Wednesday, July 18, 2012

Atlantic article

Like everyone else in the blogosphere, I feel the need to weigh in on Anne-Marie Slaughter's article on women in the workforce and women in leadership. I'm exactly her subject matter: a female in her early thirties trying to figure out work, family, ambition, and what to do with her PhD.

She mentions that academia made it possible for her to do it all for a long time because of its flexible schedule. I agree, if you can live near your work. When I've lived near my academic job I've enjoyed a lot of freedom and flexibility: I can work really hard and still get a haircut, get groceries, go to the dentist, etc. I've also lived far from my academic job in order to deal with a two-body problem + a mortgage. When I'm commuting a substantial distance, living at home rather than coming home only on weekends, and teaching classes in the morning and attending required committee or department meetings in the late afternoon, I too have felt the stress. Hate it. I hate leaving home by 7 am and coming home at 8 pm. If I have to do it again I will quit -- I learned a lot about work-life balance!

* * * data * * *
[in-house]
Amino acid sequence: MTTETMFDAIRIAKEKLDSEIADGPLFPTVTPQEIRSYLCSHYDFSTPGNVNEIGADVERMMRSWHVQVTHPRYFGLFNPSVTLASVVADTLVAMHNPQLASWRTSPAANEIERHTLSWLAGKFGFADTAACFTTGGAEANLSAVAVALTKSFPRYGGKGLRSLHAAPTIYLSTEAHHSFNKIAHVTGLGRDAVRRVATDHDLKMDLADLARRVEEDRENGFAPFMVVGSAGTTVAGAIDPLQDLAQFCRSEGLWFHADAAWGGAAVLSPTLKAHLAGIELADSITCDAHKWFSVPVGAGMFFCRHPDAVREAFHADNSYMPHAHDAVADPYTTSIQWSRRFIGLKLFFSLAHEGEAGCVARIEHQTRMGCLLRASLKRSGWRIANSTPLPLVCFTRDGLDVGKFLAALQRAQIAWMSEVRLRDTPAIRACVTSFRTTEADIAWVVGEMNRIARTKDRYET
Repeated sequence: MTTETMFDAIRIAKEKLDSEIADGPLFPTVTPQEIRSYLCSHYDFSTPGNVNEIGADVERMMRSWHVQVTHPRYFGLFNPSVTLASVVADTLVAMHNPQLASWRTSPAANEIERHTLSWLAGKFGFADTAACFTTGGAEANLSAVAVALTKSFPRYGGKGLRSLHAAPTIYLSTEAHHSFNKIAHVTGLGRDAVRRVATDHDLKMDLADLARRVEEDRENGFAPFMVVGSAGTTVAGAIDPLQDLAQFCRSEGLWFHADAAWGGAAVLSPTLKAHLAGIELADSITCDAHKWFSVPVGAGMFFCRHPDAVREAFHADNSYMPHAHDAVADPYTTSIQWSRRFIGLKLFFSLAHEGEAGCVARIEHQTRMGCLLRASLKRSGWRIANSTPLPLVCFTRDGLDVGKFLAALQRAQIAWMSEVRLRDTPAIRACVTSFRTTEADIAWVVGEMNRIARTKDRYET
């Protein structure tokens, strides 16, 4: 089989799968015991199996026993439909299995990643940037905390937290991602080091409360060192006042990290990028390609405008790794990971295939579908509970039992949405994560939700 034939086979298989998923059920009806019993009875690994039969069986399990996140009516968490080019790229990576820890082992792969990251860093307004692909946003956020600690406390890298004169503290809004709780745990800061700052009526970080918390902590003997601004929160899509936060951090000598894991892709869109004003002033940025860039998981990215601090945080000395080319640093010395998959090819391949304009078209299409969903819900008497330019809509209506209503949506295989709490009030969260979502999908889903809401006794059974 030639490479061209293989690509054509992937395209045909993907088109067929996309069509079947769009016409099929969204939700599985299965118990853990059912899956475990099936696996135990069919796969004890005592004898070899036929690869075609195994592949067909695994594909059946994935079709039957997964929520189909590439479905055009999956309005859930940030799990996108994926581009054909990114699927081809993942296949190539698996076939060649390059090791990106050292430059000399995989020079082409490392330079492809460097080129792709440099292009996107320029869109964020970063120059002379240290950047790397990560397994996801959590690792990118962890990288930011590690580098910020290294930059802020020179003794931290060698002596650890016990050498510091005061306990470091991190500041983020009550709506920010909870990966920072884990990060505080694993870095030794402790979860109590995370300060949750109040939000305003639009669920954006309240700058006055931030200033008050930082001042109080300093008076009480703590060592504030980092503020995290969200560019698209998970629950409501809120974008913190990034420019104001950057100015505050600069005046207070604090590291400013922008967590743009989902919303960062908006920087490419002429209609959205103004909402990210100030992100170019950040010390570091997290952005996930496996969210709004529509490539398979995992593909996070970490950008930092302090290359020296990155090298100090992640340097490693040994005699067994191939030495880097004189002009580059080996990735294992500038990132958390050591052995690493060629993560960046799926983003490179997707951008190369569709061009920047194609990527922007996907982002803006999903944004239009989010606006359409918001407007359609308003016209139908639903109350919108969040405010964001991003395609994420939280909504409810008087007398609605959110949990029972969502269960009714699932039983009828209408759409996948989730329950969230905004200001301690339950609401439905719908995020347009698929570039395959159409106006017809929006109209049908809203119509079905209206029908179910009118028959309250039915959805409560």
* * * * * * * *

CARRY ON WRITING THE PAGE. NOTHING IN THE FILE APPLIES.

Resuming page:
And travel is rough. This summer I am spending five weeks on the road. Sure, it's a choice, and one I've looked at closely. (I believe in making conscious choices to the extent that's possible.) I have considered canceling some of those weeks on the road -- but the conferences seem essential to the progress of my career, if I want to have a career, and the family time seems essential if I want to maintain family connections. On the other hand, time at home with my nuclear family seems pretty important too! I want to see friends and go to cool city events and do a triathlon and weed the garden... when is that going to happen?

I am very fortunate: I get to do work that I find interesting and meaningful while being financially supported for travel to interesting locations. Many people I know find the life, from the outside, almost glamorous (crazy to say about a mathematician's life). On the inside, I don't know. What price am I paying in trying to climb this ladder that in the end seems to have little sawed-off rungs every few steps? It's not like I've got a steady job to rely on...

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